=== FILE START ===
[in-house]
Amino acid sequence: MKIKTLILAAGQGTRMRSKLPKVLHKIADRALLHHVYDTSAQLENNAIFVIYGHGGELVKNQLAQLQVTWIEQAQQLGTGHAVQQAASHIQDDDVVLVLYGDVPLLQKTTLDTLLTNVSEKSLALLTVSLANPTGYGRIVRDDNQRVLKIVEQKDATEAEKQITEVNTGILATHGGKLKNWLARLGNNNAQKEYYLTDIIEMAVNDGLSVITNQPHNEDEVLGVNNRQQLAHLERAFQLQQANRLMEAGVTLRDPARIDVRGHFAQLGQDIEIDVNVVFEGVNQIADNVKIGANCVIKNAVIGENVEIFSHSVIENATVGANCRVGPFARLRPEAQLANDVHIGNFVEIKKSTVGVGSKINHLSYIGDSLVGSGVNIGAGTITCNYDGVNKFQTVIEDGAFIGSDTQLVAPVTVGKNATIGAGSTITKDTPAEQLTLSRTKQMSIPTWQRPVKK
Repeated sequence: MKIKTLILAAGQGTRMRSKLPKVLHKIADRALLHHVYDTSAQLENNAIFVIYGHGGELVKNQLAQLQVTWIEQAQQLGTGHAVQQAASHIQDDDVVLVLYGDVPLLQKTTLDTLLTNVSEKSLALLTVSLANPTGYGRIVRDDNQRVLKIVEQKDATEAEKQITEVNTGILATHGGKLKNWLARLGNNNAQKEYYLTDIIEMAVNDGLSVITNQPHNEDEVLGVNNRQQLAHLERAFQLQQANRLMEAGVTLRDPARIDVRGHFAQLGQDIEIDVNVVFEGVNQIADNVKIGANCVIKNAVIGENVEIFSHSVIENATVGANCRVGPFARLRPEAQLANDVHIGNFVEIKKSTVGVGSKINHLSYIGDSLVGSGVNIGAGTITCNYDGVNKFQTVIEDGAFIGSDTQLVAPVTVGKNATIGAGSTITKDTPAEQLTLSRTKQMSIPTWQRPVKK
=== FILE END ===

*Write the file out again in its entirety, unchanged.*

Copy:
[in-house]
Amino acid sequence: MKIKTLILAAGQGTRMRSKLPKVLHKIADRALLHHVYDTSAQLENNAIFVIYGHGGELVKNQLAQLQVTWIEQAQQLGTGHAVQQAASHIQDDDVVLVLYGDVPLLQKTTLDTLLTNVSEKSLALLTVSLANPTGYGRIVRDDNQRVLKIVEQKDATEAEKQITEVNTGILATHGGKLKNWLARLGNNNAQKEYYLTDIIEMAVNDGLSVITNQPHNEDEVLGVNNRQQLAHLERAFQLQQANRLMEAGVTLRDPARIDVRGHFAQLGQDIEIDVNVVFEGVNQIADNVKIGANCVIKNAVIGENVEIFSHSVIENATVGANCRVGPFARLRPEAQLANDVHIGNFVEIKKSTVGVGSKINHLSYIGDSLVGSGVNIGAGTITCNYDGVNKFQTVIEDGAFIGSDTQLVAPVTVGKNATIGAGSTITKDTPAEQLTLSRTKQMSIPTWQRPVKK
Repeated sequence: MKIKTLILAAGQGTRMRSKLPKVLHKIADRALLHHVYDTSAQLENNAIFVIYGHGGELVKNQLAQLQVTWIEQAQQLGTGHAVQQAASHIQDDDVVLVLYGDVPLLQKTTLDTLLTNVSEKSLALLTVSLANPTGYGRIVRDDNQRVLKIVEQKDATEAEKQITEVNTGILATHGGKLKNWLARLGNNNAQKEYYLTDIIEMAVNDGLSVITNQPHNEDEVLGVNNRQQLAHLERAFQLQQANRLMEAGVTLRDPARIDVRGHFAQLGQDIEIDVNVVFEGVNQIADNVKIGANCVIKNAVIGENVEIFSHSVIENATVGANCRVGPFARLRPEAQLANDVHIGNFVEIKKSTVGVGSKINHLSYIGDSLVGSGVNIGAGTITCNYDGVNKFQTVIEDGAFIGSDTQLVAPVTVGKNATIGAGSTITKDTPAEQLTLSRTKQMSIPTWQRPVKK